Having actually stayed in or visited 18 of the New Mexico State Parks, in my opinion/experience they do have one of the more reasonable fee schedules for campgrounds that we have encountered. Primitive camping is $8, no hookups in a developed campsite is $10, electric and/or electric & water is $14, and in the few campgrounds that there are sewer hookups water, electric & sewer is $18. The camping fee includes the day use fee for that park. A nonresident annual pass is $225. The pass is good through the end of the month of purchase one year later, so if you buy it at the beginning of a month, you actually get 13 months. It covers up to $10 in camping fees per night (so priimitive and developed sites cost zero, electric sites are $4 and full hookup sites are $8). The annual camping pass also covers entrance fees (which are usually $5) even if not camping. If you have a big rig, site availability at some of the older parks may be very limited. In addition, pull through sites may be limited or nonexistent.

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I am a summer volunteer at Custer State Park in South Dakota. The camping fee per night with electric only (50/30) is $25.00 per night plus tax. You do need a state park entrance license also. A annual one good for all So Dakota State Parks is $30.00. A temporary one good for up to 7 days in Custer State Park is $15.00. Other So Dakota State Parks entry license is $6.00 per day. If you are in a class A or C and towing, the RV does NOT need a license, only the tow vehicle needs a license since thats what you will be driving in the park and the RV will be in your camp site.

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If we all cooperate maybe it can be added to the Days End Directory. This is really useful info. To me the only valid information is from people who have stayed in a state park. The info on the state parks websites is too confusing.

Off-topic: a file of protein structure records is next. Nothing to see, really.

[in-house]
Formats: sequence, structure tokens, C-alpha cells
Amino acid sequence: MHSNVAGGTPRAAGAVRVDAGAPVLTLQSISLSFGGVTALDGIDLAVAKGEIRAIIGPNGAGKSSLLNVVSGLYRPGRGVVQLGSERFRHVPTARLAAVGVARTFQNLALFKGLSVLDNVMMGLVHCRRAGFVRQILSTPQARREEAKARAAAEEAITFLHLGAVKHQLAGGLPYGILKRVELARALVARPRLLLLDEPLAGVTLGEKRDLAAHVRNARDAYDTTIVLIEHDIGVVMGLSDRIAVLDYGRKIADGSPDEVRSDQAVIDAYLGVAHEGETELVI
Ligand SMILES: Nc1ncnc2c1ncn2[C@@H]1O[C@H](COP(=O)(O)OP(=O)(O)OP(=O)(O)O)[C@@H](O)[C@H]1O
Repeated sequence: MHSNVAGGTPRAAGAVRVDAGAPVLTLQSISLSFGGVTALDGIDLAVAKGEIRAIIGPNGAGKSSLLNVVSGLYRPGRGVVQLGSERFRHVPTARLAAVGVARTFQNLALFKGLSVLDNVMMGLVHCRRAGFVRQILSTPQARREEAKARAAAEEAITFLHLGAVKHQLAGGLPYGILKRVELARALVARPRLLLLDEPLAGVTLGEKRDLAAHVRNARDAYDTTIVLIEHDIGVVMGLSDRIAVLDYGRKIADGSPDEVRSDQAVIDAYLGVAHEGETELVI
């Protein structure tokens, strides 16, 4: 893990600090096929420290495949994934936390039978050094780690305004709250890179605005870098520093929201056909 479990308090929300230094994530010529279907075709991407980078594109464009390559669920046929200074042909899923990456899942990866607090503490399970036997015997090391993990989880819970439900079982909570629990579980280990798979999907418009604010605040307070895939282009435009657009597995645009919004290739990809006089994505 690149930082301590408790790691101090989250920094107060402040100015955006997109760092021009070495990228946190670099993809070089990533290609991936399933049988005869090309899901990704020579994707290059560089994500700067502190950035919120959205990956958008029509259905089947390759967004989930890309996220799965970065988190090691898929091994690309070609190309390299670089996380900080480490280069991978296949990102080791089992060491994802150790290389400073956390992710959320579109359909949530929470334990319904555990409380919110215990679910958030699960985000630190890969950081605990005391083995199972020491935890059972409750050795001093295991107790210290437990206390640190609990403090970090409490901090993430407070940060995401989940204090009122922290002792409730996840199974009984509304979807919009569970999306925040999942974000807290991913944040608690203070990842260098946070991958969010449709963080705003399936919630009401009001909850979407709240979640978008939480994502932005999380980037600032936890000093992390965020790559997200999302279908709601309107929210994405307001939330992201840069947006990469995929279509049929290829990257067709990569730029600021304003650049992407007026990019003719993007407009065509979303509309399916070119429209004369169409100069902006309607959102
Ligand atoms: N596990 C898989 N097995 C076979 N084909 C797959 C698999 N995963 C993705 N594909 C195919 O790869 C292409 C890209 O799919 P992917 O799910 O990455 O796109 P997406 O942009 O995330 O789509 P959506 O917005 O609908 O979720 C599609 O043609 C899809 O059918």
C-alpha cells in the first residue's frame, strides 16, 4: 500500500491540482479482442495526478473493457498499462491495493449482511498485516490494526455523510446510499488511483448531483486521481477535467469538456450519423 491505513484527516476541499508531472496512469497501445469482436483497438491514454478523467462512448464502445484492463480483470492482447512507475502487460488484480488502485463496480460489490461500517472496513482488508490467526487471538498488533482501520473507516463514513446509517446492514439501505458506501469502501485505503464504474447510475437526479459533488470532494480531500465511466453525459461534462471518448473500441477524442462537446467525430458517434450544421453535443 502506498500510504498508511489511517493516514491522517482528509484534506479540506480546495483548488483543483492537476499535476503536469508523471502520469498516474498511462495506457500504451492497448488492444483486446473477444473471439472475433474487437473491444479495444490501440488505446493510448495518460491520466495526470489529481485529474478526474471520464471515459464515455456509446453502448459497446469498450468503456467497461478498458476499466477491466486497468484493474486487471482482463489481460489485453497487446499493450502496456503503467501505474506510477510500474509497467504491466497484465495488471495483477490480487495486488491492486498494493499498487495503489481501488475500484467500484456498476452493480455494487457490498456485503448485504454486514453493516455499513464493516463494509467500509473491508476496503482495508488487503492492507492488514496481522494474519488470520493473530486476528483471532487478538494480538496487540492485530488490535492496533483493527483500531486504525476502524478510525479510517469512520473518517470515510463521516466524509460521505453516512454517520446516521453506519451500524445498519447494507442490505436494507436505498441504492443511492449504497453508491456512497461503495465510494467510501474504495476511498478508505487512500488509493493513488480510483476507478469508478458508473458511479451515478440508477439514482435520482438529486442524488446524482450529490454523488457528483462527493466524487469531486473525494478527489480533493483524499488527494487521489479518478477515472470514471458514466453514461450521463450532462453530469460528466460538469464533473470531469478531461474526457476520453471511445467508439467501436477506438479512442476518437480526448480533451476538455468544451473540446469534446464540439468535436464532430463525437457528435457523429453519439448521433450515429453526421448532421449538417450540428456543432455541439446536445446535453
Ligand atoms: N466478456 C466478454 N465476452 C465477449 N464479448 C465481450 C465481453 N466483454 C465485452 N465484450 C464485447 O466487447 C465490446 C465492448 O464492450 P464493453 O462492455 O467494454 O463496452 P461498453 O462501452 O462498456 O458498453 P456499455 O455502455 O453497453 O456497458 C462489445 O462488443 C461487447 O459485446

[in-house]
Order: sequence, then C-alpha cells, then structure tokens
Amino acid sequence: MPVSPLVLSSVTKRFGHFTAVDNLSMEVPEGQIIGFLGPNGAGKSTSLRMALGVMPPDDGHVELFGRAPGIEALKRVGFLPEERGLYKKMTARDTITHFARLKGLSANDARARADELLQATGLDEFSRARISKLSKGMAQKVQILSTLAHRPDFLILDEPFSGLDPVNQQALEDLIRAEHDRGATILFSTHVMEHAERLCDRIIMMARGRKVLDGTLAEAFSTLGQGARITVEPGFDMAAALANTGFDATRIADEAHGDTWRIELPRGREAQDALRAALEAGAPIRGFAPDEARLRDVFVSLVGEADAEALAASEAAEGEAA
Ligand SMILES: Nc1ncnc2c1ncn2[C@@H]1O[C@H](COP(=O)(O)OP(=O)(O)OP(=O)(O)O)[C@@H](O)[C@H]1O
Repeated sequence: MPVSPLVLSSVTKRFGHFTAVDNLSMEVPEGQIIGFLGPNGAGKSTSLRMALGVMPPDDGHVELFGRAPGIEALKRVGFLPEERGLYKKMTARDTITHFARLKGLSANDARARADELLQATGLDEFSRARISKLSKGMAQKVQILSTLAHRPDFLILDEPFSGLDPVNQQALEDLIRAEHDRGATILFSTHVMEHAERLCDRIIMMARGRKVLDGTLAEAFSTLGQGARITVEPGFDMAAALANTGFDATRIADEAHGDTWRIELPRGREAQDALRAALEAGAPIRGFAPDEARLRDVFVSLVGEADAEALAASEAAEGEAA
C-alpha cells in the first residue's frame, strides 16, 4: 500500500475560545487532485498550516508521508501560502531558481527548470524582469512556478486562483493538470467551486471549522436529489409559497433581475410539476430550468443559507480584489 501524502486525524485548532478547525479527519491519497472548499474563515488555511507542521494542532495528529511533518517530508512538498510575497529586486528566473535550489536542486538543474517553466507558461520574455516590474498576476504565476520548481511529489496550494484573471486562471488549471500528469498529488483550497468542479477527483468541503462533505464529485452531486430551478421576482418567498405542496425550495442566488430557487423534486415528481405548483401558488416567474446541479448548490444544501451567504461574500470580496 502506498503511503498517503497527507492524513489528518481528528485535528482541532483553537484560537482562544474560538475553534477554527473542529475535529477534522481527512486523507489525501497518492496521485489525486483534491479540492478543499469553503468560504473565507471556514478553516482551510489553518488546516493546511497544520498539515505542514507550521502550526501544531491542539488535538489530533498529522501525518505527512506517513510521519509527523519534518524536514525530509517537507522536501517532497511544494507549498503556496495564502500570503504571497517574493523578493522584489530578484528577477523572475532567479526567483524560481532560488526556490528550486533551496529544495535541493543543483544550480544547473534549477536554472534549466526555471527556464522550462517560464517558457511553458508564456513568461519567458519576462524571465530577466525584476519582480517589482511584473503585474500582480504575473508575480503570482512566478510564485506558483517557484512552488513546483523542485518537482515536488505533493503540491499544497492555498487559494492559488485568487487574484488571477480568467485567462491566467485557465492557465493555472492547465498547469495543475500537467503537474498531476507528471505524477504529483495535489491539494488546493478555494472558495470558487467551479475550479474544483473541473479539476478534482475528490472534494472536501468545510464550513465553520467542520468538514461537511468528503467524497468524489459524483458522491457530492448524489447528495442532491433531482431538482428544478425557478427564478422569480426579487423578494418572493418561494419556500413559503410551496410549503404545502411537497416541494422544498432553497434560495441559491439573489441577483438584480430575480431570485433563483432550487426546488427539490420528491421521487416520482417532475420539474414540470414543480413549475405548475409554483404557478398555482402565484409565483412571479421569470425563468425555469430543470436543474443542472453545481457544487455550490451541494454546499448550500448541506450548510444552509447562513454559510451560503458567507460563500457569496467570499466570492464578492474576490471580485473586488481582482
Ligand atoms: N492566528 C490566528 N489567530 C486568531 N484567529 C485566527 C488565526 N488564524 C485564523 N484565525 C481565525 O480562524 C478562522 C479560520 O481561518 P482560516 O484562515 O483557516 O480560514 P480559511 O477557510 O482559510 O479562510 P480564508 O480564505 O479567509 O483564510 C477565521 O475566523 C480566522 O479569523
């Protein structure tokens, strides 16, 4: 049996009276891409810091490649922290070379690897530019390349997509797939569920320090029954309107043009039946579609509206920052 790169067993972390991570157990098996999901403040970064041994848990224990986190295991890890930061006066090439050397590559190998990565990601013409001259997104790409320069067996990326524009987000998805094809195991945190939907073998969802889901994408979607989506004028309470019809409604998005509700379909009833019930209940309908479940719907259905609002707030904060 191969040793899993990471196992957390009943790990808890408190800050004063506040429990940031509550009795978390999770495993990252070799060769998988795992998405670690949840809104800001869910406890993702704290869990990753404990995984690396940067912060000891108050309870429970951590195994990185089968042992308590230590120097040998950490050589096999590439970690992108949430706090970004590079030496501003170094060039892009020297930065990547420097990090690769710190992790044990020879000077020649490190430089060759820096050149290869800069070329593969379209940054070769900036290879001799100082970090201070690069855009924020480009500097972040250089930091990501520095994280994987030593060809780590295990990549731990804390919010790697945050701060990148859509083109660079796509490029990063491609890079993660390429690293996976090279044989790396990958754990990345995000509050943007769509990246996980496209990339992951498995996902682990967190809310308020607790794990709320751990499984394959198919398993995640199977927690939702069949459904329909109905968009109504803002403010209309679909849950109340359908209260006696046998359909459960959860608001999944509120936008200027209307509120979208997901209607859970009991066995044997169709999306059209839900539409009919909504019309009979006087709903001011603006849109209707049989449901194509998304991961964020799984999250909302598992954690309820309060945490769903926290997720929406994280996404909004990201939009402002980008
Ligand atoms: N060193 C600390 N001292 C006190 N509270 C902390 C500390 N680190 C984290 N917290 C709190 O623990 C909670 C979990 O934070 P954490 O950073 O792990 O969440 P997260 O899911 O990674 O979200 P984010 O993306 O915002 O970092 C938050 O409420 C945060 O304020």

If you list what states you plan on visiting this year, perhaps you will get responses from those that have stayed in a state park there recently. Our most recent state park stays this year have been in Alabama, Delaware, Mississippi, New Mexico, Kansas, Pennsylvania and New Jersey. None of them charged an entrance fee in addition to the camping fee at the park we stayed at. I do not know if the fee structure for all the parks in each of those states is the same. With the constant pressure on state park budgets, there is no guarantee that the fee policies will stay the same year after year. The fact that state budget years may not coincide with the calendar year can result in fee changes at times that might be unexpected by those not familiar with the state. One other hidden fee we ran into was I think at a state park in Wyoming. The campground was unstaffed and pretty remote from any office location. All of the sites were reservation sites and they were clearly marked that a reservation was required (with a phone number listed) even for the same night. A $10 reservaton fee was charged in addition to the camping fee.

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I have collected 10 states so far. There is no guarantee these are cast in stone. Call before you get to the State Park. Youngfulltimers if you have additional let me know and I will add to the list. We need input from everyone to get this list going. This list pertains to only Entrance Fees, reservation fees etc. are not in the equation. It is in mostly alpha order. I am having some sorting issues with Libre Calc.

 

When camping in a State Park-

 

No Entrance Fee:

 

FL AL DE KS MS NJ NM OR PA

Entrance Fee:

 

SD

 

 

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Add NY State parks to the "No fee" list as well when camping. And a current car pass at one park also gives you free entry to other state parks in the area. A car pass from Four Mile Creek State Park for instance, lets you into the paid parking areas at Niagara Falls State park with no fee.

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I have collected 10 states so far. There is no guarantee these are cast in stone. Call before you get to the State Park. Youngfulltimers if you have additional let me know and I will add to the list. We need input from everyone to get this list going. This list pertains to only Entrance Fees, reservation fees etc. are not in the equation. It is in mostly alpha order. I am having some sorting issues with Libre Calc.

 

When camping in a State Park-

 

No Entrance Fee:

 

FL AL DE KS MS NJ NM OR PA

Entrance Fee:

 

SD

 

 

 

That's great to see so many states that don't charge an entrance fee. I live in TX right now (staying in McKinney Falls SP this weekend) and can vouch there most definitely is an entrance fee at all state parks.